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TOPIC: AVMA Model Veterinary Practice Act

RE:AVMA Model Veterinary Practice Act 20 Feb 2011 15:17 #241

  • mwmyersdvm
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tbloomer wrote:
This already happened well over a decade ago. Though it may help to review the history.
http://www.anvilmag.com/comment/aaepflc.htm

Most recent update for AAEP:
http://www.equipodiatry.com/news/aaep_guidelines.html

Most recent update for the Guild (Incorporated) - essentially the same as the original wording from the unincorporated GPF.
http://guildfarriers.org/ethics

In spite of this, many farriers and virtually the entire horse owning public is ignorant of the following facts:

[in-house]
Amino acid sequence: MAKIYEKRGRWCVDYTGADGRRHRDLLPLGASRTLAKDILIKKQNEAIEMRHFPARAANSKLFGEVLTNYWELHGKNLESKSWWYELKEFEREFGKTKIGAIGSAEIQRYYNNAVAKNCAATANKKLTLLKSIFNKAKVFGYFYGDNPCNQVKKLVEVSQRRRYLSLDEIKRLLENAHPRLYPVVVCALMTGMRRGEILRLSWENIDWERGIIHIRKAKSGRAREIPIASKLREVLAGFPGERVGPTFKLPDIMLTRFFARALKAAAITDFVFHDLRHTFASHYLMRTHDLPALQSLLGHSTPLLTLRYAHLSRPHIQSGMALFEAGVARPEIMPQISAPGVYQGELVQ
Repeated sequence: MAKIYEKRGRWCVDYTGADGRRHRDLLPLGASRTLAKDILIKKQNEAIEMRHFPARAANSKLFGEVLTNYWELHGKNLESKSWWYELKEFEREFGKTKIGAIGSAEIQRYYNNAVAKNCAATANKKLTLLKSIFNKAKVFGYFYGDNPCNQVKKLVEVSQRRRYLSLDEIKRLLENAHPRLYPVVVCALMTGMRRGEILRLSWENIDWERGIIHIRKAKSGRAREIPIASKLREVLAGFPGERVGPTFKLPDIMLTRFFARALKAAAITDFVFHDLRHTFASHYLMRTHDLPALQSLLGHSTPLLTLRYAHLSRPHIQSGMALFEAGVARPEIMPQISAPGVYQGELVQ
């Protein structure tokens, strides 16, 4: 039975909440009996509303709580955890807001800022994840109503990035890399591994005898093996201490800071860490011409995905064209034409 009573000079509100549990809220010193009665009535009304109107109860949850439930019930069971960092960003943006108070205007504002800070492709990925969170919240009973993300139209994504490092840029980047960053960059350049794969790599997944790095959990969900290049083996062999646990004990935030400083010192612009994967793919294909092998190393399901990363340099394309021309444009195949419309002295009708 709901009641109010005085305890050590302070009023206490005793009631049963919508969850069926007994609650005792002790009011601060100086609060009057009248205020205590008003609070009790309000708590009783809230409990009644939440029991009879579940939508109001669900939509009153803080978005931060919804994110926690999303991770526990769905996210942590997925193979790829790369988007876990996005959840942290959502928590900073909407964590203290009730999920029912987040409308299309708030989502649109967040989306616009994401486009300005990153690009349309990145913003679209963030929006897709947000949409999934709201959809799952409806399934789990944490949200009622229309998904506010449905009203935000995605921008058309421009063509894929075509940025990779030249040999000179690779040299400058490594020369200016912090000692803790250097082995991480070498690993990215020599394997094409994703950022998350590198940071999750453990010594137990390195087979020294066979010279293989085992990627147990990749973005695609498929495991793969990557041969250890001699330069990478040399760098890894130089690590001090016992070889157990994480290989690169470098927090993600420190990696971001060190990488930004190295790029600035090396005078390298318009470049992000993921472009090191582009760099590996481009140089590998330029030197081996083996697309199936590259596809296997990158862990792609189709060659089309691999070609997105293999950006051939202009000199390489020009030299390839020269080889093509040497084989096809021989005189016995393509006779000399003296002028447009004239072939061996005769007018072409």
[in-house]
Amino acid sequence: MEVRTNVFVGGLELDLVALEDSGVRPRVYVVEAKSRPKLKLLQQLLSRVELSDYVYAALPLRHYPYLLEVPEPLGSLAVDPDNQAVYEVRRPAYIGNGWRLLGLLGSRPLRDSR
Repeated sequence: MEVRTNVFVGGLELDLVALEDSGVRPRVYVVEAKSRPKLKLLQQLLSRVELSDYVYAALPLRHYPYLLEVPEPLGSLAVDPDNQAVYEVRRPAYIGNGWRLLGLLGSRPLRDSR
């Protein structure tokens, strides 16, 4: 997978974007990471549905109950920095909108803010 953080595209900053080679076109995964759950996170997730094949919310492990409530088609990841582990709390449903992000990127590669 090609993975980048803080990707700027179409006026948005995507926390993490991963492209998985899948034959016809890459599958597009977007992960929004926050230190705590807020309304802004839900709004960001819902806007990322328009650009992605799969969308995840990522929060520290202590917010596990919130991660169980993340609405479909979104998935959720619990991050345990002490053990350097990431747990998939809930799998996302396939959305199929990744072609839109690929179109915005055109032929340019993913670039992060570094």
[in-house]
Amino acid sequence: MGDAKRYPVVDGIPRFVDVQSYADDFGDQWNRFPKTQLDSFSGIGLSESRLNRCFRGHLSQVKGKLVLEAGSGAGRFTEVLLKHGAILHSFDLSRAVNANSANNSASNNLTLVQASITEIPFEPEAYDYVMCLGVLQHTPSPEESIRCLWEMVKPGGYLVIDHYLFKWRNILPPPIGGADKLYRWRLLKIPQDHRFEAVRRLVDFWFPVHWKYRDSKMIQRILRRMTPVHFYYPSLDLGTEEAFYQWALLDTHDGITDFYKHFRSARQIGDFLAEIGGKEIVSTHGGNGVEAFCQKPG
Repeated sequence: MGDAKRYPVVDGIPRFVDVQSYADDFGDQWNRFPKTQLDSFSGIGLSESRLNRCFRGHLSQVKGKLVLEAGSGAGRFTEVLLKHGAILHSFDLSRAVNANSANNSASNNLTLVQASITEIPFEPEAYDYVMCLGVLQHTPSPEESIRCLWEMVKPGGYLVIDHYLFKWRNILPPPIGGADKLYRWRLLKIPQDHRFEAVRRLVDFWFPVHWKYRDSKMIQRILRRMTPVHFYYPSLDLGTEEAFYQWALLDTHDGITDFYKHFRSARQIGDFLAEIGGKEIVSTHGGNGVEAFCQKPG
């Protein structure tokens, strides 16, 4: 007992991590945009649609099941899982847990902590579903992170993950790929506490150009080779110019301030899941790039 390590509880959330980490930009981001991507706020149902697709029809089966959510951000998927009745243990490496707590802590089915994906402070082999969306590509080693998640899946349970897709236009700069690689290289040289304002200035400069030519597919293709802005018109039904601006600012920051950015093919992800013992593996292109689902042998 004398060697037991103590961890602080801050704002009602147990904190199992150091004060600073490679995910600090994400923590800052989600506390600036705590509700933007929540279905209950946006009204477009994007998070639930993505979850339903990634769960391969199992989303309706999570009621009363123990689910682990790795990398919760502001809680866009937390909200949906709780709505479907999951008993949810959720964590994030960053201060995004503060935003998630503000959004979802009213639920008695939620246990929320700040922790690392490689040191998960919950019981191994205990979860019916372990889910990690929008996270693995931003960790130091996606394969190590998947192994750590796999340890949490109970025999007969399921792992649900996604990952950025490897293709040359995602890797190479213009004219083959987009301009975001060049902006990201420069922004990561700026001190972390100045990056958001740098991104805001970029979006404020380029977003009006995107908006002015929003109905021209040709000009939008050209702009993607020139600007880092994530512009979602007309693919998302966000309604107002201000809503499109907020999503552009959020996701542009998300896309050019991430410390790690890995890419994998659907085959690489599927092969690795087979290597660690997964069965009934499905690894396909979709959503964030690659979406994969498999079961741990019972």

1. A farrier is not required to follow the vet's instructions and the vet has no authority whatsoever over a farrier's actions.
  2. A farrier is legally liable for any bad outcome which results from executing a "vet's prescription."
  3. A vet has no legal liability for giving a "bad prescription" unless they shoe the horse with their own hands.

All good points, but the only issue is while these organizations have some guidelines, they exclude the other party from organizational interaction so there is no continuity. Obviously, the AAEP guidelines are not being followed from the situations depicted here on this forum. I have been guilty on occasion and there needs to be some resolution process when the farrier and veterinarian cannot agree without putting undue pressure on the owner. There is no provision for this, only a stalemate with the owner left to decide.